Resolutions and Habits
posted: Dec. 29, 2019.
In a few days, we’ll be wishing each other “Happy New Year!”! For most of us, the New Year signals a time to make resolutions for the months ahead. We may decide to eat healthier or exercise more. How many of us think to include our dental health in our plans for the year? After all, healthy teeth are what allow us to chew that healthy food (as well as the rewards we give ourselves for reaching some of these goals!)
The health of your mouth is also linked to your overall health. Now, a healthy mouth will not magically solve all your medical problems, but it also won’t hurt them. You’ll also have the added benefit of being more likely to keep your own teeth and being less likely to have gum disease or dental cavities. A pretty smile is an advantage in many areas of life.
If it’s been a while since you’ve seen a dentist, you will probably need to start your road to dental health there. Hard deposits on your teeth need to be removed by a dentist or dental hygienist. Hard buildup on your teeth causes your gums to be sore just like a hard pebble in your shoe can cause a sore foot. Dental cavities or infections also need to be addressed.
Once you have your mouth on the road to its best dental health, you can maintain it by brushing twice a day, flossing once a day to clean the areas where your toothbrush can’t reach, and seeing your dentist at regular intervals.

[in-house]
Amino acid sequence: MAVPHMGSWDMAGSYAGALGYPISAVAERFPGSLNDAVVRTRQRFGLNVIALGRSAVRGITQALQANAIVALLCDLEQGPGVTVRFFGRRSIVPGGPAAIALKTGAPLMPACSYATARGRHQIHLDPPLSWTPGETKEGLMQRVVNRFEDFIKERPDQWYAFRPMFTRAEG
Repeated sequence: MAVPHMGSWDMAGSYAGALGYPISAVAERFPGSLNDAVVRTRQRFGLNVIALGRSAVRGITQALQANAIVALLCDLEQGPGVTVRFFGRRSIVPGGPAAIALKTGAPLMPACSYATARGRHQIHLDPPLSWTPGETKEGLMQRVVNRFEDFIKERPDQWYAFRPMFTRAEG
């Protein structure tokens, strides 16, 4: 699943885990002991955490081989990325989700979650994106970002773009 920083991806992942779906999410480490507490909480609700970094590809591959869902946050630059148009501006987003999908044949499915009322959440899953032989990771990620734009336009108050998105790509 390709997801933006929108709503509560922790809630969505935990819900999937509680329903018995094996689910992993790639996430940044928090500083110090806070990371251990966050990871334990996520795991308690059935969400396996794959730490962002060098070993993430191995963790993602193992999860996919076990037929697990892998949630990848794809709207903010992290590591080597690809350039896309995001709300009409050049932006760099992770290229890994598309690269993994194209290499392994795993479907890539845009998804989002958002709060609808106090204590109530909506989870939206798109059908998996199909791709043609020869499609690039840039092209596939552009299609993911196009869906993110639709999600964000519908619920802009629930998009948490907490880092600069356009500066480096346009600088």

Of course, we all know that despite our best intentions, many resolutions are discarded within the first few weeks of the New Year. In fact, this very subject came up recently at a brunch meeting at which I first heard of a simple method taught by BJ Fogg, PhD for making something new a habit. It’s a very simple method with only 3 steps. I will share the basics here:
- Step 1: Simplify what you want to do into very small steps. It might even be so small as to seem silly. For example: Moving the postcard from your dentist to a spot where you’ll see it everyday, Moving your floss container so it sits next to your toothbrush or toothpaste, or Committing to flossing one tooth a day.
- Step 2: Decide after which step in your current routine, this step will fit. Putting it after an action that is part of your routine will make it easier to remember. For example, you might decide to Floss one tooth after your morning toothbrushing or to Preschedule your next dental check up visit while you’re at your dentist’s office so you don’t have to remember to call for an appointment.
- Step 3: Focus on incorporating this tiny step into your routine each and every day. At first you will probably need reminders, but over time it will become easier.
You’re probably saying “How will committing to flossing one tooth make a difference?” Starting with a small commitment that you know you can keep increases your chances of success. Once you’ve successfully built this small piece into your routine, you can start the process over again with the next small step. Seeing yourself succeed at each of these smaller steps will spur you on to continue the process until you reach the desired result.
If you do not have a dentist to start you along this process, I invite you to call my
office at 440-960-1940 or contact us through my website at www.drjrobb.com